ECB Policy Makers Worried Markets Expect More QE ExtensionsBy
Account of Oct. 26 meeting showed debate on QE open-endedness
Various QE sizes and duration discussed by Governing Council
Some European Central Bank policy makers worried at last month’s meeting that a failure to put an end-date on their bond-buying program might stoke unwarranted speculation by investors that purchases could be prolonged again next year.
“The open-ended nature of the asset purchase program might generate expectations of further extensions as the intended end date of the program approached,” accounts of the Oct. 25-26 Governing Council session showed on Thursday. “From the current perspective, that did not appear justified in the absence of major new shocks.”
The ECB decided to extend quantitative easing at the diminished monthly pace of 30 billion euros ($36 billion) at least until September 2018, pledging to do more if the inflation outlook failed to improve. While that decision was supported by a “large majority,” according to the accounts, several alternative solutions were put forward and discussed at the meeting.
“Some initial preferences were expressed for a smaller overall envelope of intended APP purchases, as well as for a different monthly pace of purchases for a given intended envelope,” the summary showed. Some members said the euro area’s robust economic recovery warrants a short purchase horizon.
Others wanted a longer purchase horizon to provide more prolonged monetary support, and expressed concern about the potential for the unintended impact of setting a firm date to stop.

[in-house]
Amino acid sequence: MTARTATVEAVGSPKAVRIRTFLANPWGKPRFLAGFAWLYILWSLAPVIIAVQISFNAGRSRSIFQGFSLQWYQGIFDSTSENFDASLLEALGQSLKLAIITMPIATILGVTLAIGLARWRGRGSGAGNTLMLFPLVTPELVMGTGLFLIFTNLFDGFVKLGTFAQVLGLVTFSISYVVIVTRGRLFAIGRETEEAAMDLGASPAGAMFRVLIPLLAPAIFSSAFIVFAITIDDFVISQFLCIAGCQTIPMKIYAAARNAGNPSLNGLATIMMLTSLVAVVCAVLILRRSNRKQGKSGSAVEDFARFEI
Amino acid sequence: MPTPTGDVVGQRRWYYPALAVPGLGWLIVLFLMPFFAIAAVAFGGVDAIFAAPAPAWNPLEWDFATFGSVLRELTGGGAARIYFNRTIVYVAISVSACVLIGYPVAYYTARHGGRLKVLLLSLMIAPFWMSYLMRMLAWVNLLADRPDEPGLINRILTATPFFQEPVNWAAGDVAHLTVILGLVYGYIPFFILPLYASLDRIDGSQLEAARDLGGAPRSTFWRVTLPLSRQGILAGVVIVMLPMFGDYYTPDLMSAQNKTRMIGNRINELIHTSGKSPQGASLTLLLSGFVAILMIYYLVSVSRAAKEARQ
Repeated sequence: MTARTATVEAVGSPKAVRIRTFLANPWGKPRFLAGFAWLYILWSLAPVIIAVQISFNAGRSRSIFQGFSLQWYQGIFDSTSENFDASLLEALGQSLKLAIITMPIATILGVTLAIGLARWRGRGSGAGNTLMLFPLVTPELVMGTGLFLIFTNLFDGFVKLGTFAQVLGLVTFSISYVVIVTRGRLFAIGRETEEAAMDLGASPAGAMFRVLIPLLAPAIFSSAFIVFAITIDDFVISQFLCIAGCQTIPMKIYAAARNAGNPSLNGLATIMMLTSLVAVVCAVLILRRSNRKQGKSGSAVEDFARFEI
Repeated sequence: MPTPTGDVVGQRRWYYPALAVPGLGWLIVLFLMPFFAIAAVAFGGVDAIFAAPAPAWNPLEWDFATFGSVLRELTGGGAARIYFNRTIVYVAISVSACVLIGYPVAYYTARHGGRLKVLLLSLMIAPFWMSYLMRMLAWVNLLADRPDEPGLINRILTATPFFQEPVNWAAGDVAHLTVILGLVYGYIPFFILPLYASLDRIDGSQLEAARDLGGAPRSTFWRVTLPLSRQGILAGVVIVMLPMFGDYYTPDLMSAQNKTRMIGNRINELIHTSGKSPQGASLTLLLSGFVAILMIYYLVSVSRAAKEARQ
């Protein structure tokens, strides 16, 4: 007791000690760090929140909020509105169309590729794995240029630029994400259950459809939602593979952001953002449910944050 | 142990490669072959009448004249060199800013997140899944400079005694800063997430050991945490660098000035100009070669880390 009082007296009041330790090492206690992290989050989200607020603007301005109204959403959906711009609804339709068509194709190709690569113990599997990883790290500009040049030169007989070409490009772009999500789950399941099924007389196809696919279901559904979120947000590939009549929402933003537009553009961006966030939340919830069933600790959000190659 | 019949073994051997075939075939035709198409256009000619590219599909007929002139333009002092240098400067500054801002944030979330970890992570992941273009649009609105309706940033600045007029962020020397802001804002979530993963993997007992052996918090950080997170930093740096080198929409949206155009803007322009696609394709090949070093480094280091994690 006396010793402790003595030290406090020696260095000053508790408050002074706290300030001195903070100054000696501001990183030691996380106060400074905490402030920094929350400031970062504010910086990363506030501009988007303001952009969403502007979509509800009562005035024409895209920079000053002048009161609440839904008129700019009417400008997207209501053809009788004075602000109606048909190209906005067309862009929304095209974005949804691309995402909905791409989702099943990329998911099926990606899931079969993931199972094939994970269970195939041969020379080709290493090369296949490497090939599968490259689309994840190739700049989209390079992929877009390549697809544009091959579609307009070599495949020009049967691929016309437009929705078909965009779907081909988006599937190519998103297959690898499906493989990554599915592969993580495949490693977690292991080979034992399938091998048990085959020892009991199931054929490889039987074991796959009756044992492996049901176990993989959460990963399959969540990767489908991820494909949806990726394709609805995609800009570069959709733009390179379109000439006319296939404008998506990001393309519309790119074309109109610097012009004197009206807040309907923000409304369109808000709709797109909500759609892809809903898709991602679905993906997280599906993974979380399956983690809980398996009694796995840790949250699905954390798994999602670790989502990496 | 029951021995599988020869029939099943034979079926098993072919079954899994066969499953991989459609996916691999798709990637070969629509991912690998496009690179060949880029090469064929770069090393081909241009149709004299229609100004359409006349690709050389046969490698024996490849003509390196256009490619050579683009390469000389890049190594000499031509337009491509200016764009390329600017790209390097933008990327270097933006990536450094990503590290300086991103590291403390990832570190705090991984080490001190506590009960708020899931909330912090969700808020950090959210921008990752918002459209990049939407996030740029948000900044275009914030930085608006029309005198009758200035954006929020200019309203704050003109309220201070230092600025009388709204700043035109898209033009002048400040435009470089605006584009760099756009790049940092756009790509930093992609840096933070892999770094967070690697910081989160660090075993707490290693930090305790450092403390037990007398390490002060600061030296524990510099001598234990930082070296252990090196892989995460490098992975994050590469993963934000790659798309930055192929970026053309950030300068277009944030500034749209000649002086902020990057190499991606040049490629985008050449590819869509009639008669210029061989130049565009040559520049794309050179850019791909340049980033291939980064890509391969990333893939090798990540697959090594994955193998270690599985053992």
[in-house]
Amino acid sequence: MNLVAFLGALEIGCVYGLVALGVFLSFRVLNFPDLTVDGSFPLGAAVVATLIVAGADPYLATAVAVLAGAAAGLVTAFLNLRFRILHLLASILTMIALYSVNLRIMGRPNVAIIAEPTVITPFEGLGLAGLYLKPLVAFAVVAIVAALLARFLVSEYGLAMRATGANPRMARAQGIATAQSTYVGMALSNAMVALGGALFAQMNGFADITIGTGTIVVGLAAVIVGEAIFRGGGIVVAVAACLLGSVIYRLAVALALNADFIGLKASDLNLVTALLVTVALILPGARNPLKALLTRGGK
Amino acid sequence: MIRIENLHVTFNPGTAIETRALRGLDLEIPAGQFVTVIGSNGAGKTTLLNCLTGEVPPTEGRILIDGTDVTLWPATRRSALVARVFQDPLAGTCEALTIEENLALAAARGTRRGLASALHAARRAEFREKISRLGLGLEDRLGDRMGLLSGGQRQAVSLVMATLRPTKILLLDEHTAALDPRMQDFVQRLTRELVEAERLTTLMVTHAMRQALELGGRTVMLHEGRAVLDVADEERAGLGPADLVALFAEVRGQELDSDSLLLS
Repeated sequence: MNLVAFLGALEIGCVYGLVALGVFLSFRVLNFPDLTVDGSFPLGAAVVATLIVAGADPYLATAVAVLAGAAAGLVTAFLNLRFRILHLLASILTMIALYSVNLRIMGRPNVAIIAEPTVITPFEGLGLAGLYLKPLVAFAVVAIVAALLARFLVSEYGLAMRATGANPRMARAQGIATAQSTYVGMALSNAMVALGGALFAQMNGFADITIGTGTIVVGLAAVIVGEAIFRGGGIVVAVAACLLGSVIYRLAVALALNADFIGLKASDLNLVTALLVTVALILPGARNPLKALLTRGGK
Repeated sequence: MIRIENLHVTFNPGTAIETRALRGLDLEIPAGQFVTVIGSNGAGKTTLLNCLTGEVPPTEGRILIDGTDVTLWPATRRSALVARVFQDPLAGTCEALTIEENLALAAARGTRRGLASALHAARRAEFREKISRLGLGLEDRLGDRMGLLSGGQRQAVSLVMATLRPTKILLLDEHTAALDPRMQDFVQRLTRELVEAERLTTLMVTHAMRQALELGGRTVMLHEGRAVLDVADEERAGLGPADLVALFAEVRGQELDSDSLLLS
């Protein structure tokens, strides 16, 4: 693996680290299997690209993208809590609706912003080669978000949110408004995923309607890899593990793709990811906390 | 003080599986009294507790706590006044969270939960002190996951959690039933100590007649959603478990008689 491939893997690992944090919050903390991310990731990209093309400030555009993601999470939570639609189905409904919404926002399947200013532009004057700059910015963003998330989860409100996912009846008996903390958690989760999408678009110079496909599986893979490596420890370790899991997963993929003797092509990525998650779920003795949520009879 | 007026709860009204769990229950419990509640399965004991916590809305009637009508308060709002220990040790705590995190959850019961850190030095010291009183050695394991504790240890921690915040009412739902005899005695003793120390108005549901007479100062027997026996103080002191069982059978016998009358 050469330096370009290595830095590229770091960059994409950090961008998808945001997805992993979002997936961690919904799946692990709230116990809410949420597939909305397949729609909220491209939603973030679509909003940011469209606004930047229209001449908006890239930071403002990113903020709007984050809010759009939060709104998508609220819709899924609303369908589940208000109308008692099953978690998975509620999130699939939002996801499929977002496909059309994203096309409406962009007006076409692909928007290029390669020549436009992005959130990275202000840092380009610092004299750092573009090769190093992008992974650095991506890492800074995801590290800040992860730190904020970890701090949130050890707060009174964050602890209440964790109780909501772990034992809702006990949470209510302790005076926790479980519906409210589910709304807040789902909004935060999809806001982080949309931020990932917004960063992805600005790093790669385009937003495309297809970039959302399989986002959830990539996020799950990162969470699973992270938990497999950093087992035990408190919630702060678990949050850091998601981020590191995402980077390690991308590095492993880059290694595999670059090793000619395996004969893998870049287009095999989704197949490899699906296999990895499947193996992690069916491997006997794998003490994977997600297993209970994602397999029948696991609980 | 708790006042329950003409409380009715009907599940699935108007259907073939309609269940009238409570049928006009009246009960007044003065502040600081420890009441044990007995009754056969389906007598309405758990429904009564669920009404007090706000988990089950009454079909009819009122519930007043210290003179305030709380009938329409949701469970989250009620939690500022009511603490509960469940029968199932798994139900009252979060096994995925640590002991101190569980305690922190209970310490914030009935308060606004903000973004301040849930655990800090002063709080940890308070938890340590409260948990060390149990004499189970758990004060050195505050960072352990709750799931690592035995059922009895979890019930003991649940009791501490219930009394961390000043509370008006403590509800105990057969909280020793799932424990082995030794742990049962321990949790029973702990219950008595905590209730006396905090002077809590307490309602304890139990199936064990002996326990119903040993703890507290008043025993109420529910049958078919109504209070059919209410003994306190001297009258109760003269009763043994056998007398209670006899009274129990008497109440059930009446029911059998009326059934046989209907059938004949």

“The announcement of an end date could induce market participants to frontload possible price adjustments, which might lead to an undue tightening in financial conditions,” the accounts showed. “Retaining the open-endedness of the APP underscored the Governing Council’s steadfast commitment” to maintain the monetary stimulus to bring inflation back to the ECB’s goal of just under 2 percent.
The discussion in the Governing Council highlighted how the euro area’s solid recovery has strengthened and broadened. That was confirmed on Thursday when data showed the region’s economy is still on track for its best annual performance since the financial crisis, with companies boosting hiring at the fastest pace in 17 years.
One of the arguments in favor of the final decision was that it was “in line with prevailing market expectations” and therefore “unlikely to trigger significant movements in financial prices.” Critics cautioned that the Governing Council shouldn’t give “undue weight” to potential adverse reactions from investors, focusing instead “what was required to achieve its medium-term objective” of price stability.
“Several” policy makers also said that the current ECB guidance linking asset purchases to an improving inflation outlook should eventually be replaced “with a reference to the monetary policy stance, in all its dimensions.”
The summary included a proposal by Executive Board member Benoit Coeure that gave some insight into how the four elements of QE might be configured next year. He said that after asset purchases slow in January, “the private-sector programs would not be adjusted in strict proportion to the overall scaling down.”